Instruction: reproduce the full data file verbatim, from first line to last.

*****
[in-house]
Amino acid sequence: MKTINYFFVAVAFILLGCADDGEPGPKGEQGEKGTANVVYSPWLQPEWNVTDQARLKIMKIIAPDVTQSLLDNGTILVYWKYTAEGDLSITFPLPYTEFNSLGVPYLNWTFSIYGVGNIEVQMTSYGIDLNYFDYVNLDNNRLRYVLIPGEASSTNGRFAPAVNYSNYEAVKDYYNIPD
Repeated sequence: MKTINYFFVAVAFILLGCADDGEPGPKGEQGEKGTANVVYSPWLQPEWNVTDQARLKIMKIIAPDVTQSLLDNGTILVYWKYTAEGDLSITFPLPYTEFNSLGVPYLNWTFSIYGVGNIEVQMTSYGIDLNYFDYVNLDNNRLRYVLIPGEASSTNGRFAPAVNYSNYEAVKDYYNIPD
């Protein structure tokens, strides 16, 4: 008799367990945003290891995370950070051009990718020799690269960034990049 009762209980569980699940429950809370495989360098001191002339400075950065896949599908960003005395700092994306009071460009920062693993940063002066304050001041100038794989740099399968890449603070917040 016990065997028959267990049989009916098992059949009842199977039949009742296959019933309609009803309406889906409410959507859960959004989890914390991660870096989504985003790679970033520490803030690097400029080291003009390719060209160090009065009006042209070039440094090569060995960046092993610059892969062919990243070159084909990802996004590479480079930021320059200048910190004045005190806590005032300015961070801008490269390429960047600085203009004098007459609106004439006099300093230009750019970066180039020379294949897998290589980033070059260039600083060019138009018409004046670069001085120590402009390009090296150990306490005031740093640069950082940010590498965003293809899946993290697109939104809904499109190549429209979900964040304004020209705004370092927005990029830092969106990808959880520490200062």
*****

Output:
[in-house]
Amino acid sequence: MKTINYFFVAVAFILLGCADDGEPGPKGEQGEKGTANVVYSPWLQPEWNVTDQARLKIMKIIAPDVTQSLLDNGTILVYWKYTAEGDLSITFPLPYTEFNSLGVPYLNWTFSIYGVGNIEVQMTSYGIDLNYFDYVNLDNNRLRYVLIPGEASSTNGRFAPAVNYSNYEAVKDYYNIPD
Repeated sequence: MKTINYFFVAVAFILLGCADDGEPGPKGEQGEKGTANVVYSPWLQPEWNVTDQARLKIMKIIAPDVTQSLLDNGTILVYWKYTAEGDLSITFPLPYTEFNSLGVPYLNWTFSIYGVGNIEVQMTSYGIDLNYFDYVNLDNNRLRYVLIPGEASSTNGRFAPAVNYSNYEAVKDYYNIPD
């Protein structure tokens, strides 16, 4: 008799367990945003290891995370950070051009990718020799690269960034990049 009762209980569980699940429950809370495989360098001191002339400075950065896949599908960003005395700092994306009071460009920062693993940063002066304050001041100038794989740099399968890449603070917040 016990065997028959267990049989009916098992059949009842199977039949009742296959019933309609009803309406889906409410959507859960959004989890914390991660870096989504985003790679970033520490803030690097400029080291003009390719060209160090009065009006042209070039440094090569060995960046092993610059892969062919990243070159084909990802996004590479480079930021320059200048910190004045005190806590005032300015961070801008490269390429960047600085203009004098007459609106004439006099300093230009750019970066180039020379294949897998290589980033070059260039600083060019138009018409004046670069001085120590402009390009090296150990306490005031740093640069950082940010590498965003293809899946993290697109939104809904499109190549429209979900964040304004020209705004370092927005990029830092969106990808959880520490200062």